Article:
Ghana’s healthcare system must change – Obeng
An acclaimed Ghanaian Beverly Hills plastic surgeon, Dr. Michael K. Obeng, has called for drastic reforms to be made to Ghana’s healthcare system to prevent needless deaths.
He is of the view that access to healthcare in this present age should no longer be difficult because “Ghana is not a poor country anymore.”
“The healthcare system has to change in the sense that we need to educate the general public about their health and let the general public take an active interest in seeking help because I don’t care how good a doctor or a surgeon is – they can’t help you when you have gone past a certain stage,” he said.
Since 2008, Dr. Obeng has been leading a team of doctors to Ghana and Asia once every year to provide free surgery to people who are in dire need of plastic surgery but cannot afford it. This project is undertaken under his ‘Restore’ charity organization.
This year, he led a team of 22 doctors, nurses and support staff to Ghana and in all, 67 patients in need of various types of plastic surgeries were restored.
Describing this year’s mission to Ghana as the “biggest ever since 2008,” Dr. Obeng explained that most of the patients he and his team saw had burns, big tumors and mostly late stage breast cancer in young women.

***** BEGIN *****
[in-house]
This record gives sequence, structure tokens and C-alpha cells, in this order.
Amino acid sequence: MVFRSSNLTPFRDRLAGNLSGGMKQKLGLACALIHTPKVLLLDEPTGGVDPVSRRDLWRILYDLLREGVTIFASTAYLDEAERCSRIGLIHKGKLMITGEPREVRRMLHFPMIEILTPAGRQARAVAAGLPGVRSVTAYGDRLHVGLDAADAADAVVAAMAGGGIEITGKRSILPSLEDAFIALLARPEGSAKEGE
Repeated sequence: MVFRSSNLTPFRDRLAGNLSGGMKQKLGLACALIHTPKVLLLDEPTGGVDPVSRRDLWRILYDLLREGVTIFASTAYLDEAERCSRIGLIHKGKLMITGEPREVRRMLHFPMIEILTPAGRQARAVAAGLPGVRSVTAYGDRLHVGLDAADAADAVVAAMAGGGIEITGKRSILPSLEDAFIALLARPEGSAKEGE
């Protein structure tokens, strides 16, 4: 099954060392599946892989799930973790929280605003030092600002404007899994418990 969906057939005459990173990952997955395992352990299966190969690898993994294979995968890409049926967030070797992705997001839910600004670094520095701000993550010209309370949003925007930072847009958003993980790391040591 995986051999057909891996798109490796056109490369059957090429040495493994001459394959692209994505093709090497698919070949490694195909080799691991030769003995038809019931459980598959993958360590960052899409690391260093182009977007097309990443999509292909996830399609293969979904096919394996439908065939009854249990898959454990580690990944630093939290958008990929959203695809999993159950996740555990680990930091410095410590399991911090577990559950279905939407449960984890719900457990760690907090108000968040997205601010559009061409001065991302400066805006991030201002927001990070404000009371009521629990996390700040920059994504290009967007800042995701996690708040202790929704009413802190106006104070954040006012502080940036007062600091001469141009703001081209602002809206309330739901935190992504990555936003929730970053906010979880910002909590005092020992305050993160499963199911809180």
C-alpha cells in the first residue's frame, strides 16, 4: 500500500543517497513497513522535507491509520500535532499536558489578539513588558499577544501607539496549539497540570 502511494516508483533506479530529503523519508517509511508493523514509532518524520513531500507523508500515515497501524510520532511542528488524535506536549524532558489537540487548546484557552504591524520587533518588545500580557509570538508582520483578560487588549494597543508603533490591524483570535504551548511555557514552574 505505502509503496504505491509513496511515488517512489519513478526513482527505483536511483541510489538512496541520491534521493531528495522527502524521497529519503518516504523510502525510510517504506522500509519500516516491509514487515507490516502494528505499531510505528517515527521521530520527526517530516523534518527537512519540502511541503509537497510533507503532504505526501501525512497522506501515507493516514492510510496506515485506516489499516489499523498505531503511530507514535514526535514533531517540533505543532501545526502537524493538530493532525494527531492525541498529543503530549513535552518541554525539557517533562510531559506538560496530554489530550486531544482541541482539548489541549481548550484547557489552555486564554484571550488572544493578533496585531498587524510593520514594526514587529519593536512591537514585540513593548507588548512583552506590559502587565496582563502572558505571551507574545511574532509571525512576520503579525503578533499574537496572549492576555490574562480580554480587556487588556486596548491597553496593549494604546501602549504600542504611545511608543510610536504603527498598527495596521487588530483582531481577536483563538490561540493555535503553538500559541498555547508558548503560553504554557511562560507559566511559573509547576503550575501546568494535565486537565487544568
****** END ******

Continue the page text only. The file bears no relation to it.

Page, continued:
In a conversation with Kwaku Sakyi-Addo, host of the award-winning show, The Lounge last Friday, Dr. Obeng lamented saying, “to see a country as Ghana to have a 29-year-old woman not being able to get care because the pathology report took four months, knowing that this person was coming to you for a second opinion for breast cancer, you shouldn’t wait for more than a week to get a pathology report.
It doesn’t take a day to prepare slides and also about 30 minutes or less to review the slides.”
According to him, a situation of this nature “gets you angry” adding that “the volunteers were angry but you had to calm them down and explain to them how the system works.”
“I think we are at a point that any woman should not die of breast cancer. There is a cure for it. If it’s presented early, it can be managed early and the patient can be treated in a possible manner to prevent any death,” he added.
Dr. Obeng advised that it is imperative for authorities to bring more awareness to health because “a lot of people don’t care about their health, they care more about life after death; funerals. When someone dies, people troop in with gifts.
We should use some of these resources to save lives and not celebrate death. We love the dead too much; sometimes more than the living and I think this is an attitude we need to change as a country.”
This, he said is necessary because “these days, Africans are not dying of infectious and communicable diseases anymore. The same diseases that are killing the whites are killing us because of the permeation of western culture into our system.”